This is part three of a three-part series on risk and risky play. Part one of this series touches on the basics of risky play in early childhood. Part two discusses how to seek out appropriate but challenging play opportunities in public play spaces, including playgrounds and museums.

I recently sat down with Cheryl Strayed, the ultimate adventure mama and author of the book Wild: From Lost to Found on the Pacific Crest Trail. I may have fangirled a little, but I also got to ask her how she has been able to foster a sense of adventure, calculated risk, and independence in her two children, now 14 and 15.

Strayed related how her children convinced her to let them go paragliding during a family trip to France when they were only eight and nine years old. The clincher was when her son said: “I don’t want to be the kind of person who doesn’t do things just because they scare me.” As a mother, she was blown away by his wisdom, and she came to realize that this was a lesson she had taught her children, bit by bit, since they were tiny.

Proactive Communication as a Teaching Tool

young boy jumping between two rocks

When I asked Strayed how she managed to impart a sense of bravery and adventure in her children, she emphasized not only parental example but also communication. For instance, when young kids want to learn to ride a skateboard or a scooter, that’s the time to talk to them about taking precautions, such as always wearing a helmet. She also said that she thinks ahead and makes a point to initiate discussions that don’t necessarily come up organically.

Melissa Gula, manager of family and children’s programs at Denver Botanic Gardens, agrees. For young children, she gives the example of throwing rocks. When no one is in the line of fire, it’s probably OK for a kid to throw small rocks into a stream. Another day, when the sun comes out and all of a sudden every kid in the neighborhood is wading in the stream, it’s a different story.

Collaborative Boundary-setting to Teach Situational Awareness

Instead of abruptly changing the rules (“No throwing rocks today”), try asking the child whether it would be a good idea to throw rocks today, and why or why not. Bonus points if you remember to have this conversation before the rock-throwing starts. Even very young children can quickly see that the circumstances have changed and that now, people might get hurt. What’s immediately apparent to you may not be obvious someone with so little life experience, though, which is why it’s good for parents to initiate the discussion ahead of time.

The goal of this type of conversation is to get kids thinking about what could happen as well as what steps they can take to protect themselves and other people. This helps children develop good judgment and learn to assess risk in various situations. From there, they will (eventually) be able to identify when it’s a good time to “be brave” and push out of their comfort zones and when it’s a good time to pass on an activity. When your communication about risky situations stops at “be careful” or “get down before you hurt yourself,” you’re missing an opportunity. This kind of absolute limit (when there’s no immediate danger) doesn’t help children flex their good judgment muscles.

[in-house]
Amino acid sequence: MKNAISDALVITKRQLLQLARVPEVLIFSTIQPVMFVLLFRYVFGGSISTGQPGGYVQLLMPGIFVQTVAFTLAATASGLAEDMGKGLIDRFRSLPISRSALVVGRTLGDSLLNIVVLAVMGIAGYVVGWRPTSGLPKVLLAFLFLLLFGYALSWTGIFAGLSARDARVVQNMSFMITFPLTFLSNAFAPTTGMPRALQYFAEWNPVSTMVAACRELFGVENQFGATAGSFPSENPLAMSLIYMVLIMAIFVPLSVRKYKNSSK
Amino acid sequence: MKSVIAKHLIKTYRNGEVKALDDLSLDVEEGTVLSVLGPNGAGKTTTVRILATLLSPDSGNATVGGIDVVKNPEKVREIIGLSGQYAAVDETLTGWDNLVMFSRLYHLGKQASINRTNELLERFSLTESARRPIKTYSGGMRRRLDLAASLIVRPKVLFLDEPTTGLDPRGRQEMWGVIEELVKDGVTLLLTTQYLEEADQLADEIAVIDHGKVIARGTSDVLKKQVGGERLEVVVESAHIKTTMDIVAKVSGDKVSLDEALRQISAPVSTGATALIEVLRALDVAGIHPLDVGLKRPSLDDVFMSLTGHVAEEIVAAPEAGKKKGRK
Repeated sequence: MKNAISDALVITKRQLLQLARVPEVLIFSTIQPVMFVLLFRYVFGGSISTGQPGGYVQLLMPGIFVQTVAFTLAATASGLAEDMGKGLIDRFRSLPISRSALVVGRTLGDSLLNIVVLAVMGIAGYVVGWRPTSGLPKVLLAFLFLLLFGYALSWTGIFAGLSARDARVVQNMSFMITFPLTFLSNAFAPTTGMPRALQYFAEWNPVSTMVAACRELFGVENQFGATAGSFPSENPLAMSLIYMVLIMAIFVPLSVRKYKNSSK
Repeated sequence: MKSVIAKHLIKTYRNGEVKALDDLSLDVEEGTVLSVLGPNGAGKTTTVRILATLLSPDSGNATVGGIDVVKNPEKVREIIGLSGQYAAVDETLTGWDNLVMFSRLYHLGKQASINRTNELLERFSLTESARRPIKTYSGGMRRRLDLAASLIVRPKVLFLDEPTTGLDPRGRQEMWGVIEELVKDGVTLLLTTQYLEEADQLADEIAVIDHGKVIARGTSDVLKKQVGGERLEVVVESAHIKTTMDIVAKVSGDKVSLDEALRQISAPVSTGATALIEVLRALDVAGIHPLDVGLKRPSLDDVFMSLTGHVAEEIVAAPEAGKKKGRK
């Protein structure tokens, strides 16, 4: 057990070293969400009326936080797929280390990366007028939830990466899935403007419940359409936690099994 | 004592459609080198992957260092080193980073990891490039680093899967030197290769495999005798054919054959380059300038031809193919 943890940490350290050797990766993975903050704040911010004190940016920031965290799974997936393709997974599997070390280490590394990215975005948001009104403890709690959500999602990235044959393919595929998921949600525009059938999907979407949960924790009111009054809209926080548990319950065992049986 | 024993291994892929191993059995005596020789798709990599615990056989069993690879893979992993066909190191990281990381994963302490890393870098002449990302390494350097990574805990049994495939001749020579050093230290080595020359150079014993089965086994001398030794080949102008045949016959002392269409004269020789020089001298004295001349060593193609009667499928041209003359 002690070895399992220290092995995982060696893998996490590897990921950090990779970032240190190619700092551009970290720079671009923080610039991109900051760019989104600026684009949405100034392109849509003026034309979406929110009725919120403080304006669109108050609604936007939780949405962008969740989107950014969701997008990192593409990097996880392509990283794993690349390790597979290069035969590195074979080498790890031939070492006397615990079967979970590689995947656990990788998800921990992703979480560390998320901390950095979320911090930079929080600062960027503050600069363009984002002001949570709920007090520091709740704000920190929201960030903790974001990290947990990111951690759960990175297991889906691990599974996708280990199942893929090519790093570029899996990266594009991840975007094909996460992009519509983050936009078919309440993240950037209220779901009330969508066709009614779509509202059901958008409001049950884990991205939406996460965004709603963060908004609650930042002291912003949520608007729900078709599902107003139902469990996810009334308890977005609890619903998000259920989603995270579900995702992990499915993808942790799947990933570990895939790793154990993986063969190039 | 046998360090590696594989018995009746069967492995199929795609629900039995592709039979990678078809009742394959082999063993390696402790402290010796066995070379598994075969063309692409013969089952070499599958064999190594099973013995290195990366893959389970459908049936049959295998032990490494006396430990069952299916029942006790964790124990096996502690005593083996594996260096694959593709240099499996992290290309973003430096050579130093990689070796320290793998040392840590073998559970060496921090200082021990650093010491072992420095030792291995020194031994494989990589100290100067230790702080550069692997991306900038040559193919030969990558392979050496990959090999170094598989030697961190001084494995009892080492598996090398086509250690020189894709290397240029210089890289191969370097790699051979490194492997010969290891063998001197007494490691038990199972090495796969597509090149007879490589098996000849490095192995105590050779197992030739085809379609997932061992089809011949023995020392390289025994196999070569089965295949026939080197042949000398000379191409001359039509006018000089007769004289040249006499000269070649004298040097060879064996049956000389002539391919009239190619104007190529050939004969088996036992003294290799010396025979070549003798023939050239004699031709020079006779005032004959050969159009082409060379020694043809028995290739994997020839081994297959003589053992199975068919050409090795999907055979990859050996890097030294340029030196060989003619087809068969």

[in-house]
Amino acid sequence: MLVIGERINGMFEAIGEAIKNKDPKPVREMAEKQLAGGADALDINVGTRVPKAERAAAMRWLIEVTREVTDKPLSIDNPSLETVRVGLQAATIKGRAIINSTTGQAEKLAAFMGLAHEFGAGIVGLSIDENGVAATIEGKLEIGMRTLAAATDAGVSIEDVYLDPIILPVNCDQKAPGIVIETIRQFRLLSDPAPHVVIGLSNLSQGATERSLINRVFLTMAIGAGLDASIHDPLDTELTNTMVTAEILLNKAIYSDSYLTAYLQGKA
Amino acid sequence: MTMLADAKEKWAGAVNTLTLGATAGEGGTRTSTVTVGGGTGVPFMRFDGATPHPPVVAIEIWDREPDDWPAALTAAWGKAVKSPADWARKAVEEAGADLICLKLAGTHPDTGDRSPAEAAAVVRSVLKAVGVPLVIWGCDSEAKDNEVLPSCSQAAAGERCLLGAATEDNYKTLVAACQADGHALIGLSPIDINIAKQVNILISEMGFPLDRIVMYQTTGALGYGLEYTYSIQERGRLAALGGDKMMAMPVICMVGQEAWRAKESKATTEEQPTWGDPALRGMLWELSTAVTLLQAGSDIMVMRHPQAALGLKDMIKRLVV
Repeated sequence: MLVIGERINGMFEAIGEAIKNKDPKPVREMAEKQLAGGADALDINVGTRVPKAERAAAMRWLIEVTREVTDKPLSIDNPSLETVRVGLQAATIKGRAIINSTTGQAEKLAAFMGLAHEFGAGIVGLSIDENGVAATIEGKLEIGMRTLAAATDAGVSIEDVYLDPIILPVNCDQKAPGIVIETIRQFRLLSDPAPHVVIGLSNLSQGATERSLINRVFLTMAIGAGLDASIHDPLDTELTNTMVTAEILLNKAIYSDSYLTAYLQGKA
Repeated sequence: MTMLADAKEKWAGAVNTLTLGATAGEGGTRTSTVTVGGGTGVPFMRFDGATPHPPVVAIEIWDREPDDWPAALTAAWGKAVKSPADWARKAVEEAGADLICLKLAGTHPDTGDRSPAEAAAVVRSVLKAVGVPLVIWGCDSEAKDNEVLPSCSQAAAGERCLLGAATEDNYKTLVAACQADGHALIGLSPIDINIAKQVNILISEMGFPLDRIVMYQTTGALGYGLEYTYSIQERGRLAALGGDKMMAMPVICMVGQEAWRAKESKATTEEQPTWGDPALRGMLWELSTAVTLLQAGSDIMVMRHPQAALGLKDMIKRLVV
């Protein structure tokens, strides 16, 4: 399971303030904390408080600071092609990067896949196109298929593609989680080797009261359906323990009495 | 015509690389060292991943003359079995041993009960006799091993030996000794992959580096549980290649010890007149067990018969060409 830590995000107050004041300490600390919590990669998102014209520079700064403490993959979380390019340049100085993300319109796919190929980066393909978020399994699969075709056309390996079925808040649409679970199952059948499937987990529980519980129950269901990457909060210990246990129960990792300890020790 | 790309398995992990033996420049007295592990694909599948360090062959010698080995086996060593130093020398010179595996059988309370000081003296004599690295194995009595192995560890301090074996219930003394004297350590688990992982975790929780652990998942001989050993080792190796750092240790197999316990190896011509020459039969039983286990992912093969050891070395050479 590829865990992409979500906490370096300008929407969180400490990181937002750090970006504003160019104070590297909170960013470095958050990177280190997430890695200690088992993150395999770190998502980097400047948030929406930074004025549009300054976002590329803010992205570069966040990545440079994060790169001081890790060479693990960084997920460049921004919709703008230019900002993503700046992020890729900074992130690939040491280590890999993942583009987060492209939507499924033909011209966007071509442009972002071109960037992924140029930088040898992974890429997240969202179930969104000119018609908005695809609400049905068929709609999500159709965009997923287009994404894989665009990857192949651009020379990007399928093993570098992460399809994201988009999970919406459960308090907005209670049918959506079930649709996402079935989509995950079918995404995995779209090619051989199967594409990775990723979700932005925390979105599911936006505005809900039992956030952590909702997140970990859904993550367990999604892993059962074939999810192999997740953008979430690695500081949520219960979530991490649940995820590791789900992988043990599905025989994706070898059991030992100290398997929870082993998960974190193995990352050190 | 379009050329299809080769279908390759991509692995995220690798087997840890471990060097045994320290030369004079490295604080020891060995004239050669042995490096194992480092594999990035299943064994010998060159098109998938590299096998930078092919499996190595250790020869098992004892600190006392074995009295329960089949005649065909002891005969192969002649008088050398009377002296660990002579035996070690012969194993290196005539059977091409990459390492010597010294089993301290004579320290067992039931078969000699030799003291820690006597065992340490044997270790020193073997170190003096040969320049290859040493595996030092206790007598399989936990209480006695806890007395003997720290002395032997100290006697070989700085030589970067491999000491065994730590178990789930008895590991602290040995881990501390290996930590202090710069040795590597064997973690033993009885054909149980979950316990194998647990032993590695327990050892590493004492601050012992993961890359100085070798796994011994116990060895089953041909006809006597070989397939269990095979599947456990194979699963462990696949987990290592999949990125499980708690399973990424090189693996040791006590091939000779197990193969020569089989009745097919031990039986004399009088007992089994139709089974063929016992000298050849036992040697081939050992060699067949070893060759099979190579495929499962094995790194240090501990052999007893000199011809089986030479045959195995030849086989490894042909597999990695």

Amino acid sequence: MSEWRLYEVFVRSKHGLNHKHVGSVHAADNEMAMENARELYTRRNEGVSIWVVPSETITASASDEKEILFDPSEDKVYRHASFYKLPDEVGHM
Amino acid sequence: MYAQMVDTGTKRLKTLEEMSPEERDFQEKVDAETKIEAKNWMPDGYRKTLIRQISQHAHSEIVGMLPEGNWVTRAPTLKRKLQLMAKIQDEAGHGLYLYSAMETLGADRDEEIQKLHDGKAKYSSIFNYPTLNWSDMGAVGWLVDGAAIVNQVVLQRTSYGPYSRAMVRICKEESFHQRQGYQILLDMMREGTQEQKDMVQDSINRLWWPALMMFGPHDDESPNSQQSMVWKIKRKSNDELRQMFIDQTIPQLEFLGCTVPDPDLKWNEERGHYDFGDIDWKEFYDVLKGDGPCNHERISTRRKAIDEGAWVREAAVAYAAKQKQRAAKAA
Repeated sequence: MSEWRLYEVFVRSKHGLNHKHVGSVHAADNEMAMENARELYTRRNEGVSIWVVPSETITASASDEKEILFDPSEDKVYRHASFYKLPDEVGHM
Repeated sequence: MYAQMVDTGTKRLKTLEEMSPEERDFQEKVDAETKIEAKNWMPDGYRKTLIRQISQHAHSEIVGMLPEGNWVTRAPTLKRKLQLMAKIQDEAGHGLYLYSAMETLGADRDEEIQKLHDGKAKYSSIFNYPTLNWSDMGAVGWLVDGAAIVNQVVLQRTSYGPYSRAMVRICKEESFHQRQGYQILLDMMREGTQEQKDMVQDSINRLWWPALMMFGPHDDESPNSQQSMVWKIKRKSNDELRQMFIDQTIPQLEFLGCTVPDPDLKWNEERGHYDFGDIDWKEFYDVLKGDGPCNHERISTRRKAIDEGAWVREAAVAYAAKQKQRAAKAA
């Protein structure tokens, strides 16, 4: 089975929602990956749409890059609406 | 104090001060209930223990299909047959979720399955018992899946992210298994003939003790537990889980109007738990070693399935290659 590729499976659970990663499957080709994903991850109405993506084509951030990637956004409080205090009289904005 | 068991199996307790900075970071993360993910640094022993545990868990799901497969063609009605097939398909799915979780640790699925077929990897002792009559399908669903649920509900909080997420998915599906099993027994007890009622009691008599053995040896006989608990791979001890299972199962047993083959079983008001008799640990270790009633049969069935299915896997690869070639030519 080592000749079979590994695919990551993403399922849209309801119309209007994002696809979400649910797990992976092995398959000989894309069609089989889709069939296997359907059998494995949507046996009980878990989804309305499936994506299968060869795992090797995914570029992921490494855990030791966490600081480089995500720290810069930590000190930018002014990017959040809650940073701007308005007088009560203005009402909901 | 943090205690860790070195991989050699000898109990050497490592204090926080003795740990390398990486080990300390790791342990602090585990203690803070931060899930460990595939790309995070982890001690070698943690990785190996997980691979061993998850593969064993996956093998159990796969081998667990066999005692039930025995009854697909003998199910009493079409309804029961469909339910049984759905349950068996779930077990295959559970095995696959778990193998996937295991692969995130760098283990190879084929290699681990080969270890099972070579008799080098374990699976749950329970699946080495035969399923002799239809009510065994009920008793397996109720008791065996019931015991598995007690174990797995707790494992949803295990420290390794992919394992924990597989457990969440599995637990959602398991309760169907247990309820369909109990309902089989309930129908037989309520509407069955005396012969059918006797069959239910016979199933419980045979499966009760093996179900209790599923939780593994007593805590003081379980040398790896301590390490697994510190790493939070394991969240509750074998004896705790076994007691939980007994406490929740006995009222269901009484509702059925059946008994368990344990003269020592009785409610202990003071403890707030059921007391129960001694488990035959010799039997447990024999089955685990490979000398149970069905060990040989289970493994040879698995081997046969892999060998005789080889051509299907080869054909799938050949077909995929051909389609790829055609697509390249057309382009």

Healthy Risk-taking in Middle Childhood and Beyond

So, what’s the long-term outcome of all of this risky play guiding and communicating in early childhood? Researchers tell us that appropriate opportunities for play give children space to develop “physical competence and enjoyment of the outdoors, understand and make sense of their world, [and] interact with others,” among other benefits. But what does that look like in the real world?

For Strayed’s children, now in their teens, growing up with room to take risks has translated into knowing themselves better and having more confidence to pursue their interests and passions. She told me that her son, who was in 9th grade at the time, jumped at the chance to go across the country for a week-long creative writing intensive on a college campus he had never visited before. What struck her was the immediacy of his decision and that, unlike a lot of kids his age, he didn’t say, “I’ll go if I can find a friend to go with me.” She’s convinced that his choice wasn’t impulsive, either. He wanted to go because he knows himself and his interests, and he doesn’t hesitate to try new things just because they’re new and unknown.


Raising brave, adventurous children is easier in the company of other families on the same path. Connect with local families and caregivers who are also navigating the outdoors with young children. Learn more about Hike it Baby membership options and join our supportive community today!

About The Author

author sarita johnsonSarita Li Johnson believes in unstructured play, inquiry-based learning, and road tripping as much as possible. You will often find her and her two roadschooling children somewhere between Denver, Colorado, and Morro Bay, California. Follow along on Instagram @thelandlockedmama.







The opinions expressed in this blog are those of the author and not necessarily the opinions, thoughts, or recommendations of Hike it Baby.

Image courtesy of Jessica Human.

About Hike it Baby

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